Elliot Ackerman and Adm. James Stavridis have powerful crystal balls, the result of their extensive lived experiences in the U.S. military, academia, politics, and publishing. Who better to construct a cautionary tale of cyberwar, miscalculation, and terror? Published earlier this month, their “2034: A Novel of the Next World War” is billed as “a chillingly authentic geopolitical thriller” — and it is. The White House, Pentagon, and myriad foreign-policy think tanks should take note.

By way of background, Admiral Stavridis is a retired four-star admiral who served as the supreme allied commander of NATO. Mr. Ackerman is a former White…

The Hinge of History: Political, Racial and Economic

Thasunda Brown Duckett, the next CEO of TIAA

Philosophers, historians, and politicians have been asking a profound question of late. Are we living at a hinge of history, a moment of tremendous change that will influence the future of democracy in the United States as well as the fate of our species?

Myriad technological advances, a massive pandemic, climate change, and racialized politics in the U.S. and elsewhere are all evidence of this hinge. Speaking to the United Nations Human Rights Council last week, Secretary-General António Guterres described the intersection of these forces. Reuters reported his warning that “white supremacy…

I am being whipsawed by too many conflicting currents driving culture, politics, business, and history in America. What’s enduring? What’s barely a blip? Do I cheer or hide under the covers?

That’s what I asked myself one week after President Joe Biden’s inauguration. It was also three weeks after rioters threatened the lives of Speaker of the House Nancy Pelosi and then-Vice President Mike Pence. Although the riot failed to derail the transition of presidential power, five people were killed, including a Capitol policeman. …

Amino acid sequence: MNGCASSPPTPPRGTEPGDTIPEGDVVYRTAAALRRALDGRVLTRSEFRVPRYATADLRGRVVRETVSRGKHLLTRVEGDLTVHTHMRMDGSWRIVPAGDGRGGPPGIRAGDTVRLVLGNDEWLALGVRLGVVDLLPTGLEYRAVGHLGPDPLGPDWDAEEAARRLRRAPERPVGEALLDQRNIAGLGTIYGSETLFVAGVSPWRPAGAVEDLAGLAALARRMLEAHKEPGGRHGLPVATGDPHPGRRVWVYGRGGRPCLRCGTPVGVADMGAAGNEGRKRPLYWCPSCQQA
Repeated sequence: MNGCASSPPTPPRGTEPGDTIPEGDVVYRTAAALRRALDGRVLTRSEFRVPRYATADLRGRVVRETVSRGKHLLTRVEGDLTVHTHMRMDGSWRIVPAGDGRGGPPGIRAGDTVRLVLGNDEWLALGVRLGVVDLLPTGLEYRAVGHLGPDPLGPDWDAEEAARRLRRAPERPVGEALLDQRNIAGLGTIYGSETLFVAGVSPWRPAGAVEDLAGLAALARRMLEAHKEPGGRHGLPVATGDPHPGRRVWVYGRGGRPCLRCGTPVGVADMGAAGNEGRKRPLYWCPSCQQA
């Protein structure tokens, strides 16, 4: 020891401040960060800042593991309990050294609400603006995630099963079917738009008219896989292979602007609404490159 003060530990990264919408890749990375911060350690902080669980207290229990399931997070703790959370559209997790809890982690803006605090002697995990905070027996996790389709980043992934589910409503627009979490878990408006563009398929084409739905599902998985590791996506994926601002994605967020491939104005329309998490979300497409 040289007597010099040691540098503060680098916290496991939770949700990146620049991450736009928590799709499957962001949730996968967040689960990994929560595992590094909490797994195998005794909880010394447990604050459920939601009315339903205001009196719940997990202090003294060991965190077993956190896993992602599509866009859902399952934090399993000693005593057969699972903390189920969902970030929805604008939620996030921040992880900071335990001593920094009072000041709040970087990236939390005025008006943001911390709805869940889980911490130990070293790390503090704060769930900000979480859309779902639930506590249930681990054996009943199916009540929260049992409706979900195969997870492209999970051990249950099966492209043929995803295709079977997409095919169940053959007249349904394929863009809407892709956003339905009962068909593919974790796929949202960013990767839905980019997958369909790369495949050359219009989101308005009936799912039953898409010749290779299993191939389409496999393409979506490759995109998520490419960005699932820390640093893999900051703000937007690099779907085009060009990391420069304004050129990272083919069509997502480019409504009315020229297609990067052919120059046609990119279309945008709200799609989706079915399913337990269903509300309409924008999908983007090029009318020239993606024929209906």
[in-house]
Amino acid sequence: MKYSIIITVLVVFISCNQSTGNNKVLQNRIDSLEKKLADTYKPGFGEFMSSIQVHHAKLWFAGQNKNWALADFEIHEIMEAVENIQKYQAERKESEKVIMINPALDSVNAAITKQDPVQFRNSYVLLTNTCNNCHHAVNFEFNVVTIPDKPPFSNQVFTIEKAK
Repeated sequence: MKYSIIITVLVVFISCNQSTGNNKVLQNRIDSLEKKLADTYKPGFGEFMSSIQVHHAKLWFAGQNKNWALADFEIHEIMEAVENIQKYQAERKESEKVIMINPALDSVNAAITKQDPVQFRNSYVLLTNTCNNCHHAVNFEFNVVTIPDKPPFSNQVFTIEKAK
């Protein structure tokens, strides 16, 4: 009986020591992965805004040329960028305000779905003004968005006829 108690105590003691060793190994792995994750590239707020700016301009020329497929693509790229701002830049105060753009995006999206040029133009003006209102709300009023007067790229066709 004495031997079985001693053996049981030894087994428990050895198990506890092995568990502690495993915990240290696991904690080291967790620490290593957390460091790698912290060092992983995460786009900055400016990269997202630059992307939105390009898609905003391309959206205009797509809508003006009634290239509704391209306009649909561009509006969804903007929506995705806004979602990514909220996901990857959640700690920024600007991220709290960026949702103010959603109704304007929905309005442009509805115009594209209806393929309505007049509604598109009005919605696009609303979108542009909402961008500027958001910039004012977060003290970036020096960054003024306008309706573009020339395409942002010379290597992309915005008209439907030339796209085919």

Nemo Allen/Courtesy of The Museum of the City of New York

Callie O’Connor, collections assistant in the Museum of the City of New York’s Costume and Textiles Collection, stands among gowns worn by Marian Anderson, who broke a color barrier when she sang the national anthem at President Dwight Eisenhower’s second inauguration.

“Be a credit to the race.”

“Don’t disgrace the race.”

Those were the admonitions I heard as a child in the 1950s. In essence, my elders were saying that as an African American girl, I shouldn’t contribute to the omnipresent, demeaning images of Black people in the media…

We have been seeing the stories for weeks now. Former government officials and influencers of all political persuasions have been giving President-elect Joe Biden and Vice President-elect Kamala Harris lots of advice. Suggestions include whom to hire, which policies to pursue, and even how to decorate a Cabinet secretary’s office.

George Shultz celebrated his 100th birthday last month. The former treasury secretary in the Nixon administration told a virtual audience at the U.S. Institute of Peace that he had shared an idea in a note to incoming Treasury Secretary Janet Yellen. Dr. …

Jacqueline Adams

Jacqueline Adams is an Emmy Award winning journalist. She is the co-author of “A Blessing: Women of Color Teaming Up to Lead, Empower and Thrive.”